This artist rendering shows attorney Charles J. Cooper, who was defending California's voter-passed ban on gay marriage, addressing the Supreme Court on Tuesday. From left, the justices are Sonia Sotomayor, Stephen Breyer, Clarence Thomas, Antonin Scalia, (Chief Justice) John Roberts, Anthony Kennedy, Ruth Bader Ginsburg, Samuel Alito and Elena Kagan.
Dana Verkouteren AP

The U.S. Supreme Court heard lively arguments Tuesday in a challenge to California's Proposition 8 ban on same-sex marriages.

And, as many learned painfully after last year's court decision to uphold Obamacare, it is risky business to predict how justices will rule later based on questions raised in arguments.

So we won't.

Instead, here are five areas of discussion we found interesting, even if they may not prove predictive of the outcome.

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2:36pm

Sat March 23, 2013
Same-Sex Marriage And The Supreme Court

How Vermont's 'Civil' War Fueled The Gay Marriage Movement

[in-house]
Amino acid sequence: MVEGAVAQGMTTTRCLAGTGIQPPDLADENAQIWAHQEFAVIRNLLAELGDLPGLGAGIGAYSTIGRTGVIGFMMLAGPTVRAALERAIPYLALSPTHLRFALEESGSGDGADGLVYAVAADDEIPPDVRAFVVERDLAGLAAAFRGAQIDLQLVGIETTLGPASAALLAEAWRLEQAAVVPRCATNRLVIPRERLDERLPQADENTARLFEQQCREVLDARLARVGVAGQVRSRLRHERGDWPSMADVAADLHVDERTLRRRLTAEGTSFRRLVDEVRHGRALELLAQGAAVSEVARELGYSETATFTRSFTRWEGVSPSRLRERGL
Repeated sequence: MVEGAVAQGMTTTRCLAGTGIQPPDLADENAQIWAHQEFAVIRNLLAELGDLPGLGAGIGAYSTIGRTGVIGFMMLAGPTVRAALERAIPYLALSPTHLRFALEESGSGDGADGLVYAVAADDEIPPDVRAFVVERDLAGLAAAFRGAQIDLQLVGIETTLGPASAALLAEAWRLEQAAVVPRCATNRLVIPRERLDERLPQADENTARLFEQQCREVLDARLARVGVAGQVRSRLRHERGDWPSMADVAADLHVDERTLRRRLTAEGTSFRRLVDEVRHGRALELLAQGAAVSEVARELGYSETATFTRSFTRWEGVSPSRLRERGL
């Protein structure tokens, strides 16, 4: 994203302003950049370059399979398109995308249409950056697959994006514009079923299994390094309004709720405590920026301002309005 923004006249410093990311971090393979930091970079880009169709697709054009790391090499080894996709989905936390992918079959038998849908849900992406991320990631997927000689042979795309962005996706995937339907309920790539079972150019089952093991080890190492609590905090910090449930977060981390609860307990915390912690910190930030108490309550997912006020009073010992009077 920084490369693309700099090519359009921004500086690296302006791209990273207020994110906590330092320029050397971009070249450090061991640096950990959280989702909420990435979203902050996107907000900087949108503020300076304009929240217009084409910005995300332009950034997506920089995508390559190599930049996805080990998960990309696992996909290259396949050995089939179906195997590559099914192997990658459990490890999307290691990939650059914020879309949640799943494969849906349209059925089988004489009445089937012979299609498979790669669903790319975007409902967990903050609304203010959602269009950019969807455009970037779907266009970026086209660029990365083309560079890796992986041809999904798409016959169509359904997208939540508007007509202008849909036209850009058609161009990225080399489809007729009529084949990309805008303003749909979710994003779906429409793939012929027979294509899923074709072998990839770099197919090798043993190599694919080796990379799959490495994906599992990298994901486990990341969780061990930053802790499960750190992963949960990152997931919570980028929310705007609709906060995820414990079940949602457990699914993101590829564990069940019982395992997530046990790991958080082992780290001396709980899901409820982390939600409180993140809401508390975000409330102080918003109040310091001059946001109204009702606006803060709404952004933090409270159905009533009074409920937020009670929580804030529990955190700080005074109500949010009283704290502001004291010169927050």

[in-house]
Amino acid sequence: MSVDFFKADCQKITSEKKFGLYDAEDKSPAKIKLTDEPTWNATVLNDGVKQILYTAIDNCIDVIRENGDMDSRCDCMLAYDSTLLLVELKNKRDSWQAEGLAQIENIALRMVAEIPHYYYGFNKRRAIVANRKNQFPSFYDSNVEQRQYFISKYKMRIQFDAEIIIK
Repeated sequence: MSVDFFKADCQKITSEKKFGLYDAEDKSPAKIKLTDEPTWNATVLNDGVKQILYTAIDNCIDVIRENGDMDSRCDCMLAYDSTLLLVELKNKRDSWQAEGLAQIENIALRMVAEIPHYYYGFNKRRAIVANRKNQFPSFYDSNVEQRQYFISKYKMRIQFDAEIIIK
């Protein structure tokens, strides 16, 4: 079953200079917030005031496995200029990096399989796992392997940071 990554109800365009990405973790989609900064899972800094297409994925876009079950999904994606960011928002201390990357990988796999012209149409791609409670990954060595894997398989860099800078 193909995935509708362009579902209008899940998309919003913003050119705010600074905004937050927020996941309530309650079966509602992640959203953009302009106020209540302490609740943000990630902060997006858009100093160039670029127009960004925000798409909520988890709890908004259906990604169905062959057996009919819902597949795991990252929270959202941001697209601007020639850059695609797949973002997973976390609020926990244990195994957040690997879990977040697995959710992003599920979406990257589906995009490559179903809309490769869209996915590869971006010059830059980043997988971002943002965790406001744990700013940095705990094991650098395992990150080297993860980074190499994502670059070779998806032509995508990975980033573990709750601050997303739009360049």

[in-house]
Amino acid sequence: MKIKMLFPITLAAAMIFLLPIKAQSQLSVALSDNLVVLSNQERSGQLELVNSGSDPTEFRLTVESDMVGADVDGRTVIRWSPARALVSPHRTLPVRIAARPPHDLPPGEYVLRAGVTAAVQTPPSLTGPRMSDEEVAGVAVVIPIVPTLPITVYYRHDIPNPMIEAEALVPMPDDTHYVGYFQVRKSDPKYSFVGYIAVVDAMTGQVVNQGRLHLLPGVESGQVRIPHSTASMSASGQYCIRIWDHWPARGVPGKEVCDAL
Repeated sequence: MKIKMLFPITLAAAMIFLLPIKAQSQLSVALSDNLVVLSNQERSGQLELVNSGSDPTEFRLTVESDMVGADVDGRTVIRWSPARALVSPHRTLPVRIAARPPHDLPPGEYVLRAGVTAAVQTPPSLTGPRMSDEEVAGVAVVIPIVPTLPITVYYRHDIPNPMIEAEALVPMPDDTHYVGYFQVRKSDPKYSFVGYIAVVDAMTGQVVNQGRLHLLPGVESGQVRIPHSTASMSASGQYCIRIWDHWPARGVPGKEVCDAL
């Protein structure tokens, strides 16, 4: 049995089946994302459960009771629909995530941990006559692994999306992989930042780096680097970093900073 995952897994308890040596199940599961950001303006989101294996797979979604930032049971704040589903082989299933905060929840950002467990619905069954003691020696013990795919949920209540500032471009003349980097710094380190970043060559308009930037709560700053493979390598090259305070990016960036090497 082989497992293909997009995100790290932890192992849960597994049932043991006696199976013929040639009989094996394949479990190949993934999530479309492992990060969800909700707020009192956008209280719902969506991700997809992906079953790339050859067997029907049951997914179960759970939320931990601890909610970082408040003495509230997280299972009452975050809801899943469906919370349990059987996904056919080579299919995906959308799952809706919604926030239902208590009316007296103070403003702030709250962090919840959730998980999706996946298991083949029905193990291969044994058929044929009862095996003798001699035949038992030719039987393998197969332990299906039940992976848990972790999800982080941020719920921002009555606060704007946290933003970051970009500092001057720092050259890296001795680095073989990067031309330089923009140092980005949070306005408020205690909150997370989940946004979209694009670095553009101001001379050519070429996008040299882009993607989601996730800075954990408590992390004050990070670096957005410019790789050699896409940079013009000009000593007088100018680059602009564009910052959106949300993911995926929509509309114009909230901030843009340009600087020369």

Originally published on Wed March 27, 2013 9:55 pm

Demonstrators protest outside the Statehouse in Montpelier, Vt., in April 2000, the month the nation's first law recognizing same-sex civil unions was signed by the governor.
Toby Talbot AP

It wasn't so long ago that a handful of Vermont legislators in a shabby Statehouse committee room struggled over what to call their proposal to give marriage-like rights to the state's gay and lesbian residents.

Democrat Howard Dean, governor at the time, had already made clear he'd veto any legislation labeled "marriage." Suggestions like "domestic partner relationship" were too clunky; "civil accord," they decided, evoked a car model.